Woody Plant Introduction Programs

Pastore, Carla
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University of Delaware
Plant introduction is often a primary goal of profit and not-for-profit horticultural institutions. In the past many introduction programs were designed to collect, test and select superior woody plants, but did not include a structured system to promote introductions to the wholesale or retail nursery trade. This study examines more recent programs that include a strong promotional component. woody plant introduction programs in the United States and Canada are analyzed in this research paper. These programs contain a combination of components including testing, selection, registration, patenting, trademarking, royalty collection, promotion and marketing. The purpose of the paper is threefold. First, it is to provide an understanding and appreciation for a variety of introduction programs through an examination of their components and organizational models. Second, it is to supply information on designing and implementing a new program or modifying an existing program. And third, it is to direct the reader to sources for more information on this topic. Research methods used to collect data on this subject were primarily site visits and telephone interviews with initiators and cooperators of these programs. Information on each program has been standardized to provide the reader with a basis for comparison. Since no two woody plant introduction programs will be exactly alike, each should be tailored to serve the needs of the institution, the geographic region, and the horticulture industry. The design process begins with an examination of the institution's mission statement and available resources. Planning includes the preparation of written goals and objectives, five year budget and program model. A working knowledge of plant registration, patenting and trademarking is essential. The design should include a promotional program which maximizes resources and targets a large audience. Open communication and participation with the horticulture industry should be fostered. And finally a strong leader, with an understanding of the introduction process, contacts in the horticulture industry, and energy and enthusiasm, is critical to the success of a woody plant introduction program.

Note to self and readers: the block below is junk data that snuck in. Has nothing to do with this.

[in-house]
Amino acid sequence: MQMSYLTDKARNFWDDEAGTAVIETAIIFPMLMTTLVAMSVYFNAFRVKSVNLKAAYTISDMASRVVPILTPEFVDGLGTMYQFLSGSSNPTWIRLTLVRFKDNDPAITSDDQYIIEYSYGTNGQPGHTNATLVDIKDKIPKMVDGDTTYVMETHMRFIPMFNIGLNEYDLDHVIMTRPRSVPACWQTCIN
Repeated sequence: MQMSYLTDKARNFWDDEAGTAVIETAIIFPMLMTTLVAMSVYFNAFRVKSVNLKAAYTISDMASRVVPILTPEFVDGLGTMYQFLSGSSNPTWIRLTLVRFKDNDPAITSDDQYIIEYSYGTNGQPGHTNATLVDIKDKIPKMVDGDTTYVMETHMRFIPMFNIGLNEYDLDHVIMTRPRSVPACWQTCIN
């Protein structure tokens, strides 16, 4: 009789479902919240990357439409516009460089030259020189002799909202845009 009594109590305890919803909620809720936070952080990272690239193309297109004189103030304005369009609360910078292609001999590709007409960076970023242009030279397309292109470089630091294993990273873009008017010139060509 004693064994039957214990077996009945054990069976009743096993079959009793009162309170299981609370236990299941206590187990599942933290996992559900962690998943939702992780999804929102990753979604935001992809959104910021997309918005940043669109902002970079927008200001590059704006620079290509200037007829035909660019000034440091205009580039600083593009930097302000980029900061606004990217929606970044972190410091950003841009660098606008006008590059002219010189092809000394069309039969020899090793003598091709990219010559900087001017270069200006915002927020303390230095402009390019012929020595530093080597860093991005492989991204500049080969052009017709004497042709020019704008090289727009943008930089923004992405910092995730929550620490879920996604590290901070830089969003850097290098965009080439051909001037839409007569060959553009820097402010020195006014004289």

Horticulture , Plant introductions , Woody plants , Plant breeding